i would stay waway from those stocks so you have to kind of question the direction here. >> what do you make of macy's? you mentioned it, obviously, and the stock took a significant hit after earnings a 9 .4% dividend yield you have to imagine some people are tempted to try to wade that the shares giving that the dividend hangs in there. >> that's a good point you look at so many retail stocks kohl's is yielding 6%. it's tempting to jump in there but of course that yield suggests there is more risk to come and i think there is more risk to come here. certainly macy's, you look at their margin structure continues to come down they continue to be forced to offer more freebies here so the operating margins continue to come down in that sector there is no end in sight estee lauder, you look at atlaa cosmetics, they are stealing traffic from that sector out of
the department stores. i would continue to avoid them it's like catching a falling knife here. >> depot, tjx, market, who needs to maknock it out of the park >> target, there is high expectations they talked about their private label grocery brand which is so important. they are driving traffic through private labels the expectation there is that their comps will continue to be driven through traffic i have confidence that they will because of what they are doing in private label but certainly they need to do well here. walmart certainly set the bar. of course, tjx that have been driving comps through traffic as well high expectations there. but again that's where the traffic is going, so i would continue to own those stocks i would mention target up 14 times is incredibly cheap versus walmart here. >> good stuff. talk to you soon.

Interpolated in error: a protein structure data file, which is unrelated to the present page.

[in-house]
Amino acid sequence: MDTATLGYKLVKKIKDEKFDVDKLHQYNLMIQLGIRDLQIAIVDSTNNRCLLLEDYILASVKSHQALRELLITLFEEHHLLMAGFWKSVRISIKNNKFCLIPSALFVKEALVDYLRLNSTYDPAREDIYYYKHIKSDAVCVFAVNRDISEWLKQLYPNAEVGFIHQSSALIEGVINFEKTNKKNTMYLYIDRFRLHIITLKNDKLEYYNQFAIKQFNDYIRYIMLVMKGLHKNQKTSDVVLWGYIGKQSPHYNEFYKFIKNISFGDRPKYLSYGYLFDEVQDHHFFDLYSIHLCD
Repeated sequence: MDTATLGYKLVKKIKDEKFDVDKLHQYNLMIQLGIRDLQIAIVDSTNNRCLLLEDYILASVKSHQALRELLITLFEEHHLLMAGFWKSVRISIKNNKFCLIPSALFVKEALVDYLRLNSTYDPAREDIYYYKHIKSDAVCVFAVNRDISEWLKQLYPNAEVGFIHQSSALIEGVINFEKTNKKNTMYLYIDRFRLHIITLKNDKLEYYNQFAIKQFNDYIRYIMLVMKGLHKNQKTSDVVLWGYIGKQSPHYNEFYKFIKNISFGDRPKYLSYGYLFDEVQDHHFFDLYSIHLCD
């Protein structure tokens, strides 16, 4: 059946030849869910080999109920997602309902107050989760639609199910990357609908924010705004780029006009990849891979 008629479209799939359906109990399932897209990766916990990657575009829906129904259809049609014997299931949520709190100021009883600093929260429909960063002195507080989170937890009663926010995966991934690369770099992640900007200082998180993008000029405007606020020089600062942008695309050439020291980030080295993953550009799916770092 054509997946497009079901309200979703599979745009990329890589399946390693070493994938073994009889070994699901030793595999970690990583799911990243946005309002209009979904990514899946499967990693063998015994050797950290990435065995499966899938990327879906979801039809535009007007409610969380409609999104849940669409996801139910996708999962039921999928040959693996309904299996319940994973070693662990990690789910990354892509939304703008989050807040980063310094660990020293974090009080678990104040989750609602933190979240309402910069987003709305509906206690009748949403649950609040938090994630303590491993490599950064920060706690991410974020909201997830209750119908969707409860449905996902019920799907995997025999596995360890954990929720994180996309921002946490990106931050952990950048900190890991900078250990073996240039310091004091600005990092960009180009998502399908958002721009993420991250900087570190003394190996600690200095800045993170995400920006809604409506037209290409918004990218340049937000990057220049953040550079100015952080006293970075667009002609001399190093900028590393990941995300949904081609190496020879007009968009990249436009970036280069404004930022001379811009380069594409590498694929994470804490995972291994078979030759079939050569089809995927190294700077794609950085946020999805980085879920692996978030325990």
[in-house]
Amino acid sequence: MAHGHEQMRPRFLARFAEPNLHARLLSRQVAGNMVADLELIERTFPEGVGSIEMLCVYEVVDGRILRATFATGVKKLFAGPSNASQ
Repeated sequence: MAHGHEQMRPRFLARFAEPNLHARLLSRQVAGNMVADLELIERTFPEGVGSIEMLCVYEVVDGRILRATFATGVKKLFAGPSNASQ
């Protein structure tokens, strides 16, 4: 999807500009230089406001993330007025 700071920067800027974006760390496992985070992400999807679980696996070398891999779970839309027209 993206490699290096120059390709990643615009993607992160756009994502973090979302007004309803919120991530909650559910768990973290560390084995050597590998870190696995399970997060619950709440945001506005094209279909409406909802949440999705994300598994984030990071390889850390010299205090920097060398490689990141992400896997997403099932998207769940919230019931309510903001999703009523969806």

dow's up over 220. let's go to sue herera for a cnbc update. >> good morning everyone here's what's happening at this hour at least 66 people were wounded in a series of explosions in eastern afghanistan. this as the country marked independence day ten blasts occurred in the capital of jalalabad the plosions came as they mourn 63 people killed in a bombing at a wedding in cab akabul over the weekend. the iranian tanker seized last weekend has departed. it slowly moved towards international waters separating morocco and the southern tip of the iberian peninsula. denmark's prime minister says greenland is not for sale and the idea of selling it to the u.s. is absurd the comments came after president trump confirmed to reporters on sunday that he had recently discussed the possibility of buying it. and a basketball jersey believed to have an worn by
former president obama has been sold at auction for $130,000 the jersey is from a high school in honolulu where the former president played basketball. it came from a seattle resident who said he rescued it from the trash. no details yet on who the buyer is. you are up to date that's the news update this hour david, back downtown to you. >> michael jordan's number. >> there you go. when we come back, markets are extending friday's rally of course, there is still that question is the economy still at risk of a recession? we will tell you how to protect your portfolio when "squawk on the street" returns.
further. david rosenberg, chief strategist and economist who says powell will be the pinata whether the recession comes. and quincy crosby. thanks for your time today quincy, i tweeted a comment you made last week about the germans and deficit spending are these headlines significant in your view >> well, yeah. the market is sensitive to the headlines. the question is -- this has been brewing for some time, the chatter about them moving away from a balanced budget to deficit spending think about it they are talking about if germany goes into a recession. you clearly need to do this before that. whether or not the $55 billion will be enough nonetheless, it has helped the markets today. it help push up yields it's help given a more positive risk tone to the market. >> david, how much of this three-day bounce is about policy hope >> i actually think a lot of is just technical in nature